turn on the shower, then turn on the sink, if the pressure in the shower doesn't drop, or the flow doesn't reduce, then the fixture is causing the slow pressure, not anything in the lines,

99% of houses here are on wells, which are roughly 50 psi, and the entire run done in 1/2 in series going across the house, you get 1 to 2 fixtures max, which is usually enough for anyone i know


Jack_in_VA
Premium
join:2007-11-26
North, VA
kudos:1
+1 That's the way 99 percent of houses are here. On wells 50 psi and 1/2" pipe in series. In fact a lot are still galvanized. Thank goodness mine is copper although the original toilet was galvanized.


IowaCowboy
Iowa native
Premium
join:2010-10-16
Springfield, MA
kudos:1
Reviews:
·Verizon Broadban..
·Comcast
reply to IowaCowboy
If it helps the pressure drops dramatically when you turn on another fixture (such as taking a shower and someone turns on the kitchen sink).

If it's a flow issue, what can be done to correct it.
--
Stop the Comcast-Time Warner merger, I'd rather Time Warner buy out Comcast.


GadgetsRme
RIP lilhurricane
Premium
join:2002-01-30
Canon City, CO
reply to Jack_in_VA
said by Jack_in_VA:

If you have a pressure reducing valve, or PRV, you can adjust the PRV by turning the hex head nut at the top of the bell counter-clockwise, and observing if the pressure is increased.

This is the very first thing to check. When I had Pex put in our house the plumbing company didn't turn up the PRV so we were getting only about 30psi. 5-10 minutes of adjusting with the use of a pressure gauge pressure is 60psi and all is good.
--
Gadgets


bewhole
I Am Here
Premium
join:2000-08-08
East Waterboro, ME
kudos:1
reply to IowaCowboy
Have you called the city on it to see if it is on there end?? Depending on what side of the island you are on (Biddeford or saco) if you will get any response from them.
--
I dream of a better world, where chickens can cross roads without having their motives questioned...

LittleBill

join:2013-05-24
kudos:1
reply to GadgetsRme
the first thing to check is the water pressure,

for 10 bucks we can get a real answer instead of all the guessing

LittleBill

join:2013-05-24
kudos:1
reply to GadgetsRme
said by GadgetsRme:

said by Jack_in_VA:

If you have a pressure reducing valve, or PRV, you can adjust the PRV by turning the hex head nut at the top of the bell counter-clockwise, and observing if the pressure is increased.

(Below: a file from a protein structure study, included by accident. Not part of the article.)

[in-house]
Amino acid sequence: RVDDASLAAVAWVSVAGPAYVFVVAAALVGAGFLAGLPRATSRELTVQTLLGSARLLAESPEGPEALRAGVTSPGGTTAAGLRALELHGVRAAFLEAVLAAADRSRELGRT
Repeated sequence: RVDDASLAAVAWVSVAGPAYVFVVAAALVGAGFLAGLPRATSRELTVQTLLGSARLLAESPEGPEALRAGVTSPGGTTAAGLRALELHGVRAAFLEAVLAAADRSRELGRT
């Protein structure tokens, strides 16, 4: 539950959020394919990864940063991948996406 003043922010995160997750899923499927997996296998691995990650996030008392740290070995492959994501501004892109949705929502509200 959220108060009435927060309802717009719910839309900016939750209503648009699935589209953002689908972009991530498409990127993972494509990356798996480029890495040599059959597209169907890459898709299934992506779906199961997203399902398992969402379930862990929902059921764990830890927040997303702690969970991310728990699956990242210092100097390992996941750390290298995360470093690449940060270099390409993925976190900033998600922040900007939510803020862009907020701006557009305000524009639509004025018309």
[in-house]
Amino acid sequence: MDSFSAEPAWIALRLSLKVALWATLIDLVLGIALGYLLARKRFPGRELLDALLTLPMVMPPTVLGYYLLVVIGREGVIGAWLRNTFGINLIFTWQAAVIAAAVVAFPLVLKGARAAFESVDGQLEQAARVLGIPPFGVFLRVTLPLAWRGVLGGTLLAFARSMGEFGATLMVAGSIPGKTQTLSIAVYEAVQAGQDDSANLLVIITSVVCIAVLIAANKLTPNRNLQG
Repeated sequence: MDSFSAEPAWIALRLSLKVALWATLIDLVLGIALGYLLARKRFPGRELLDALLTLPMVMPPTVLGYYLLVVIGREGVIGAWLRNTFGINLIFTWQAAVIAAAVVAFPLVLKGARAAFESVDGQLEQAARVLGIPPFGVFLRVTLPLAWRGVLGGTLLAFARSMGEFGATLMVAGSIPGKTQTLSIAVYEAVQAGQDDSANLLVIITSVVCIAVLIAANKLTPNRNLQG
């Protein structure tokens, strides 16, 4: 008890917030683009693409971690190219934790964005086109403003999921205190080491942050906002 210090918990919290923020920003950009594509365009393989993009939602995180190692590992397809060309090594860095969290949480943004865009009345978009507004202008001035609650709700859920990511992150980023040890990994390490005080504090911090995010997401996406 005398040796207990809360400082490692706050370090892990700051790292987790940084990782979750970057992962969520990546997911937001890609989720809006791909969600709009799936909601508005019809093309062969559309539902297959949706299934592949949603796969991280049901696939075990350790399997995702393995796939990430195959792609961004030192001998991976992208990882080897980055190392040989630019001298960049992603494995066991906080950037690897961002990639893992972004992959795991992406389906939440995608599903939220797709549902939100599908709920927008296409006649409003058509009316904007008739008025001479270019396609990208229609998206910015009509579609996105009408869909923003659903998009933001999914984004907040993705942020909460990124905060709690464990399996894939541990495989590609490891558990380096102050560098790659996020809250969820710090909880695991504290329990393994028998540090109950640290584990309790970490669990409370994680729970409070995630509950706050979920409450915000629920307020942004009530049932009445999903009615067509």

This is the very first thing to check. When I had Pex put in our house the plumbing company didn't turn up the PRV so we were getting only about 30psi. 5-10 minutes of adjusting with the use of a pressure gauge pressure is 60psi and all is good.

this comment makes no sense to me, the pressure did not change simply because you converted to pex, it was 30 before and after it was installed.

that said i do alot of pex and have seen a reduction in flow due to the construction of some of the valving.

scooper

join:2000-07-11
Youngsville, NC
kudos:2
reply to IowaCowboy
Ideally , with PEX - you use 3/4 inch for your main runs, and 1/2 inch to the fixtures. My house is done this way and I have ZERO flow problems on my well.

nyrrule27

join:2007-12-06
Howell, NJ
reply to IowaCowboy
When I moved from NYC to nj I thought the pressure was low so I called the water company. They came out and took the meter out and tested the pressure right as it came in the house. Was 41lbs. If it were 39 they would have done something. When I had my sprinklers out in I had a booster pump put in. Now I can take a shower and do laundry and wash dishes at the same time.


GadgetsRme
RIP lilhurricane
Premium
join:2002-01-30
Canon City, CO
reply to LittleBill
Actually my psi was in the high 70's before I got rid of the galvanized, the flow rate sucked. After the install, which included a PRV because high 70's is too much pressure for long life on appliances, they forgot to turn it up to 60psi which is about right for most home applications. If you really understood water, pressure, and flow you would understand the relationship, which you obviously don't.
--
Gadgets

LittleBill

join:2013-05-24
kudos:1
i completely understand flow and pressure, you never indicated you replaced the PRV, your posted indicated to me work was done AFTER the PRV and that pex was the reason it was lowered, not because the plumber didn't turn the new one up

LittleBill

join:2013-05-24
kudos:1
reply to scooper
I have never seen this done, although thats a pretty good idea, most new home builds in this area are done with home run manifolds, feed with 1 inch main tie's to the manifold


GadgetsRme
RIP lilhurricane
Premium
join:2002-01-30
Canon City, CO
reply to LittleBill
No, you start where the problem shows and work back to the source. Here most Pex installations include a PRV. Thus you check to see if one is installed. If it is installed you check to see if it is properly adjusted. If there is a PRV properly adjusted or no PRV then you go talk to your water source.

My knowledge of this is because of the job I have.
Certified Water Professional
Operator in Charge
Town of ______________
Water Enterprise
--
Gadgets